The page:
The move is likely to activate a long legal battle between the involved authorities.
United States Environmental Protection Agency (EPA)is set to revoke California’s authority to regulate gas emissions from automobiles, according to sources familiar with the matter Tuesday.
The sources said the announcement could be made as soon as this Wednesday, and mark another increase in the rising tensions between the state of California and U.S. President Donald Trump's administration.
Trump administration's plan to freeze federal emission standards, a rollback of tightened standards created by the former Obama administration, could have led to two auto markets in the U.S., one subject to more restrictive California regulations and another linked to significantly less stringent federal standards.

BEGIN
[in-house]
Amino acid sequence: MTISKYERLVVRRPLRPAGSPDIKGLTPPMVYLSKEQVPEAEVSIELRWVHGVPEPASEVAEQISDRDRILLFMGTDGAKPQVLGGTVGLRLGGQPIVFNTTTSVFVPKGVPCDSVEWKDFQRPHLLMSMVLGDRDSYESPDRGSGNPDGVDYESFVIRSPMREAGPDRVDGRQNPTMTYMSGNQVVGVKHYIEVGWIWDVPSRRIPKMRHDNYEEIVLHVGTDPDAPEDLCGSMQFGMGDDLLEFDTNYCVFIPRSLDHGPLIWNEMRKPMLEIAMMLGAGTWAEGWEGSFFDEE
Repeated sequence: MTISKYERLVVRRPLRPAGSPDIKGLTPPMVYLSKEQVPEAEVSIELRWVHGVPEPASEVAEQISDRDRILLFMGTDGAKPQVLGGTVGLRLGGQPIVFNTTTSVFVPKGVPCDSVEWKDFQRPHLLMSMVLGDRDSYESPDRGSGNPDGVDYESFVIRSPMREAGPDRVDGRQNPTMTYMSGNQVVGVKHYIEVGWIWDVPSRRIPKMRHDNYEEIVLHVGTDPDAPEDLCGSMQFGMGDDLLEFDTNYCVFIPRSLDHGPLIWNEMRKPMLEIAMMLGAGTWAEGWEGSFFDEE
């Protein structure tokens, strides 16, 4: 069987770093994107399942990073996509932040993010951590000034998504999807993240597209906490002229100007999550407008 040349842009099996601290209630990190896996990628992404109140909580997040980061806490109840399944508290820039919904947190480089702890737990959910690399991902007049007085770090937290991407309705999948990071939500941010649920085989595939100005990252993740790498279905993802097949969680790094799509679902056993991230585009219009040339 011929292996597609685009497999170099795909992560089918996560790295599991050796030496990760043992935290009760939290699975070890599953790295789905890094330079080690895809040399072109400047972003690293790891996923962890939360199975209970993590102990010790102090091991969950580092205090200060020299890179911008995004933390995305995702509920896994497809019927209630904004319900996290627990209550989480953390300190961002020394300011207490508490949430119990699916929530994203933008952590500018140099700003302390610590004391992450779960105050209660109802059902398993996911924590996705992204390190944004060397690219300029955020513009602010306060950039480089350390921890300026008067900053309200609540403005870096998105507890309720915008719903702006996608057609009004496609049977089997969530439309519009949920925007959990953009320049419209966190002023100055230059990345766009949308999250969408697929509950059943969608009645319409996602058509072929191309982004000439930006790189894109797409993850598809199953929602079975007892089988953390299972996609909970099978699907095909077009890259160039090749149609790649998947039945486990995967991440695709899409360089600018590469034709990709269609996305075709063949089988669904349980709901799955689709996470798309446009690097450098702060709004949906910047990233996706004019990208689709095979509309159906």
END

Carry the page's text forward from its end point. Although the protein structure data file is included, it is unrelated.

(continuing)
One of the sources added that plans for the announcement are still being discussed and could change, and is likely to activate a long legal battle between the involved authorities.
“California will continue its advance toward a cleaner future. We’re prepared to defend the standards that make that promise a reality,” California Attorney General Xavier Becerra said in a statement.
Whereas Andrew Wheeler, the EPA’s administrator told the National Automobile Dealers Association that they “will be moving forward with one national standard very soon." However, the agency did not respond to request for comment.
Dan Becker, director of the Center for Auto Safety’s Safe Climate Campaign, said the move is an attack on states’ authority to set their own air pollution standards that he called a centerpiece of the Clean Air Act.
“It is hypocritical for the administration to encourage states to block some of their people from going to the polls, but then forbid states from protecting their people from auto pollution,” Becker added.